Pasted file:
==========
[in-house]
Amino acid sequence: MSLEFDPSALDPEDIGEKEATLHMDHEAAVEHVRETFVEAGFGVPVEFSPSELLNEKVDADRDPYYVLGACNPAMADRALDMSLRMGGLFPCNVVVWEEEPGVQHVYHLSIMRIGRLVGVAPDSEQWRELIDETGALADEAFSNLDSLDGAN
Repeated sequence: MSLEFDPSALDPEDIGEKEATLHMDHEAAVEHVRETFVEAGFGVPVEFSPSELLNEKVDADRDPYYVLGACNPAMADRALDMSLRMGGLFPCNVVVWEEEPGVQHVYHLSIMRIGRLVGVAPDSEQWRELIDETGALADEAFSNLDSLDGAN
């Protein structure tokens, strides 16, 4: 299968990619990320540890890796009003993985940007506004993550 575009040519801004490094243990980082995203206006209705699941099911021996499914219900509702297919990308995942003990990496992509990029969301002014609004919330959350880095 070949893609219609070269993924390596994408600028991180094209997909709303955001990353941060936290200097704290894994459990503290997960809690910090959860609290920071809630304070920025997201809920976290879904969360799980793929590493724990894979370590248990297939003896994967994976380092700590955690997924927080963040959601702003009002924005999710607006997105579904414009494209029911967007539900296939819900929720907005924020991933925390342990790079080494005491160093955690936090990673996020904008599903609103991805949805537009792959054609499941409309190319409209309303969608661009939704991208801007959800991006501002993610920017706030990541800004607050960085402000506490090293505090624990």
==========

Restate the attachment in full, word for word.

[in-house]
Amino acid sequence: MSLEFDPSALDPEDIGEKEATLHMDHEAAVEHVRETFVEAGFGVPVEFSPSELLNEKVDADRDPYYVLGACNPAMADRALDMSLRMGGLFPCNVVVWEEEPGVQHVYHLSIMRIGRLVGVAPDSEQWRELIDETGALADEAFSNLDSLDGAN
Repeated sequence: MSLEFDPSALDPEDIGEKEATLHMDHEAAVEHVRETFVEAGFGVPVEFSPSELLNEKVDADRDPYYVLGACNPAMADRALDMSLRMGGLFPCNVVVWEEEPGVQHVYHLSIMRIGRLVGVAPDSEQWRELIDETGALADEAFSNLDSLDGAN
């Protein structure tokens, strides 16, 4: 299968990619990320540890890796009003993985940007506004993550 575009040519801004490094243990980082995203206006209705699941099911021996499914219900509702297919990308995942003990990496992509990029969301002014609004919330959350880095 070949893609219609070269993924390596994408600028991180094209997909709303955001990353941060936290200097704290894994459990503290997960809690910090959860609290920071809630304070920025997201809920976290879904969360799980793929590493724990894979370590248990297939003896994967994976380092700590955690997924927080963040959601702003009002924005999710607006997105579904414009494209029911967007539900296939819900929720907005924020991933925390342990790079080494005491160093955690936090990673996020904008599903609103991805949805537009792959054609499941409309190319409209309303969608661009939704991208801007959800991006501002993610920017706030990541800004607050960085402000506490090293505090624990």